Creatures Of Anciant Greece.

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Ancient Greece


One of a race of monsters having the head, arms, and trunk of a man and the body and legs of a horse.


In Greek myth Cerberus was a horrific dog who stood watch at the gates of Hades, the world of the dead. Cerberus had three heads (some accounts gave him many more) and was so vicious that he was feared even by the gods. Cerberus is most famous for his role as one of the 12 labors of Hercules, the strong man who ventured to Hades and wrestled Cerberus into submission. Cerberus also appears in the story of Orpheus, who lulled the dog to sleep with music on his way into Hades to search for his lover Eurydice.


A monster in classical mythology who had the head of a lion, the body of a goat, and the tail of a dragon or serpent.


One-eyed giants in classical mythology. One Cyclops imprisoned Odysseus and his men during their voyage back to Greece after the Trojan War. Odysseus managed to trick the Cyclops and put out his eye. Odysseus and his men were then able to escape.


A fabulous beast with the head and wings of an eagle and the body of a lion.


Vicious winged beings in classical mythology, often depicted as birds with women's faces. In the story of Jason, they steal or spoil an old blind man's food, leaving a terrible odor behind them.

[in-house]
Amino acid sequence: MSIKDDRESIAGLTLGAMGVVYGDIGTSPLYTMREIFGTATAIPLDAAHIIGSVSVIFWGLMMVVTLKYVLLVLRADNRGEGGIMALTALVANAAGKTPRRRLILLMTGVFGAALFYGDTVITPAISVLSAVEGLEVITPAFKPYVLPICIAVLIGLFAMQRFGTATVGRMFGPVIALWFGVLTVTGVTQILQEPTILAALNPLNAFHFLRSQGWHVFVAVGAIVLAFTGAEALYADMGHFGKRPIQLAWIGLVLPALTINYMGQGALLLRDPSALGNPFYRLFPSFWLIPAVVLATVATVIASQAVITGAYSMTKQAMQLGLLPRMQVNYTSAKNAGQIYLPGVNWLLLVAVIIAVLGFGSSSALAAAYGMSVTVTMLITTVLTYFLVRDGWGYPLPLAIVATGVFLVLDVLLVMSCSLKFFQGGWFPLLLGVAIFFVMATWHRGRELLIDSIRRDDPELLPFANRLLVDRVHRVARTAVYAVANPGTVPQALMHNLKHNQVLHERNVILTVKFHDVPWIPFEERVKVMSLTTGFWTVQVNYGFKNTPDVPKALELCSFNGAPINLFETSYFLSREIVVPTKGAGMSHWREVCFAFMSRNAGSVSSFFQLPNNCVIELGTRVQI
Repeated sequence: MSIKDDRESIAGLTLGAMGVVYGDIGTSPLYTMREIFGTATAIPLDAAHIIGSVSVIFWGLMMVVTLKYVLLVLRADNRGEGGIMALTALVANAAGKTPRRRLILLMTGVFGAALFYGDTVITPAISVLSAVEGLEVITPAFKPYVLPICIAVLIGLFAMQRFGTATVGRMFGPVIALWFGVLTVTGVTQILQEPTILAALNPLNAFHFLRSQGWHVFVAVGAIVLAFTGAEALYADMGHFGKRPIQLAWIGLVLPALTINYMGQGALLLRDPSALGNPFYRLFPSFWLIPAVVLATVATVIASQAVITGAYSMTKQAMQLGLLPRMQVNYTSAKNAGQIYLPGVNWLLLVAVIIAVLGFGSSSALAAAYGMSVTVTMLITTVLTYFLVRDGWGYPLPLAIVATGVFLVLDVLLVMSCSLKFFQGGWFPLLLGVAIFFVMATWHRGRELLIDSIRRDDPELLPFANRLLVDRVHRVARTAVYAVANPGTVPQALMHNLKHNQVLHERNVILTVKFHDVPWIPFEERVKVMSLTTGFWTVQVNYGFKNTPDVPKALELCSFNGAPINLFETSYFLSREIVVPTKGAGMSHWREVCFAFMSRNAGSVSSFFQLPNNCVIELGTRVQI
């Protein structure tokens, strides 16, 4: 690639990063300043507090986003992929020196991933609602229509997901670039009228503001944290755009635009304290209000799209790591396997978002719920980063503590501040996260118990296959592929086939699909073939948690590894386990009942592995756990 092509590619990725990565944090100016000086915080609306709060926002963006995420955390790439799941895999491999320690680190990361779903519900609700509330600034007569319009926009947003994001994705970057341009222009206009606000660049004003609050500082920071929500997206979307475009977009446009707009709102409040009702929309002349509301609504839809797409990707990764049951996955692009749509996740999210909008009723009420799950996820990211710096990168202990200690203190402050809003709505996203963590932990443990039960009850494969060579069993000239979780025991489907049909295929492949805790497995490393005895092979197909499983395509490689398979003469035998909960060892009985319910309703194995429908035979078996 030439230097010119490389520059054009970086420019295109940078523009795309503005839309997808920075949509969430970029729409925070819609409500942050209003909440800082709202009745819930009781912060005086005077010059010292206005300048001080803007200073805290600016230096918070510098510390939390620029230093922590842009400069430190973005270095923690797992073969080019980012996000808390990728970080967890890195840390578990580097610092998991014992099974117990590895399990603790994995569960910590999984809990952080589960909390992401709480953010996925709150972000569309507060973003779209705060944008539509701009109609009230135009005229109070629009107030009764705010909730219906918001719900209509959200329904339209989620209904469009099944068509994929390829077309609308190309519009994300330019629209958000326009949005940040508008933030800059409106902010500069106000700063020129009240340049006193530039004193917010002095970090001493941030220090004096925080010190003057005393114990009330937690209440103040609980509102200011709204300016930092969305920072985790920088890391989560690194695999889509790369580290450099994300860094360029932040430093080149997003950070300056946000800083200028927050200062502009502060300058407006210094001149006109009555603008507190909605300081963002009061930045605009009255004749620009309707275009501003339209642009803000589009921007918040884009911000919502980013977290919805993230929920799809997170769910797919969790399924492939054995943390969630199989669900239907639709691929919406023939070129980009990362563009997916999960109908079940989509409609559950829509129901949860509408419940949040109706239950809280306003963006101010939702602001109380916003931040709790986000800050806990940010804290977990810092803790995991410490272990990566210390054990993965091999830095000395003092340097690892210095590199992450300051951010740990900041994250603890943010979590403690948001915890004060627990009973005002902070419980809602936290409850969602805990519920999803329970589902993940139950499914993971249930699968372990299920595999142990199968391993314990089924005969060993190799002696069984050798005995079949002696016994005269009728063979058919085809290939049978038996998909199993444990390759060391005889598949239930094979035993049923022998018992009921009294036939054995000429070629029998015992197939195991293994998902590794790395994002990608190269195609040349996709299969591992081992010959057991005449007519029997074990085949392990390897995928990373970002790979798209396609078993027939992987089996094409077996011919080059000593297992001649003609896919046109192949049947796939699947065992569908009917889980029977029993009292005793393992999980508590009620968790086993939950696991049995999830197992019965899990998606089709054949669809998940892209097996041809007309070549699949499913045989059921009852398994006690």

The many-headed monster that was slain by Hercules.


The best known of the monster Gorgons of classical mythology; people who looked at her would turn to stone. A hero, Perseus, was able to kill Medusa, aiming his sword by looking at her reflection in a highly polished shield.


In classical mythology, a monster, half man and half bull. The Minotaur was born to the queen of Crete, Pasiphaë, after she mated with a sacred bull. The king Minos, to hide his shame, had Daedalus construct the Labyrinth in which to hide the monster. Minos then forced the Athenians to send as tribute fourteen of their young people, seven men and seven women, to be locked in the Labyrinth for the Minotaur to eat. To stop the slaughter, the hero Theseus volunteered to enter the Labyrinth and fight the Minotaur. On the instructions of the king's daughter, Theseus brought in a ball of thread, which he unwound as he went through. He found the Minotaur, killed it, and then used the thread to find his way out of the maze.


Pegasus is a mighty winged horse of Greek myth. According to legend, Pegasus sprang forth from drops of blood when Perseus cut off the head of Medusa. The horsemaster Bellerophon tamed Pegasus with a golden bridle provided by the goddess Athena. Together horse and rider slew the fire-breathing monster Chimera. (Legends vary, but some say Pegasus and Bellerphon performed other heriod deeds together.) Finally Bellerophon tried to fly to heaven to join the gods, but Pegasus threw him off and the two were separated forever, with Pegasus living on as a constellation of stars.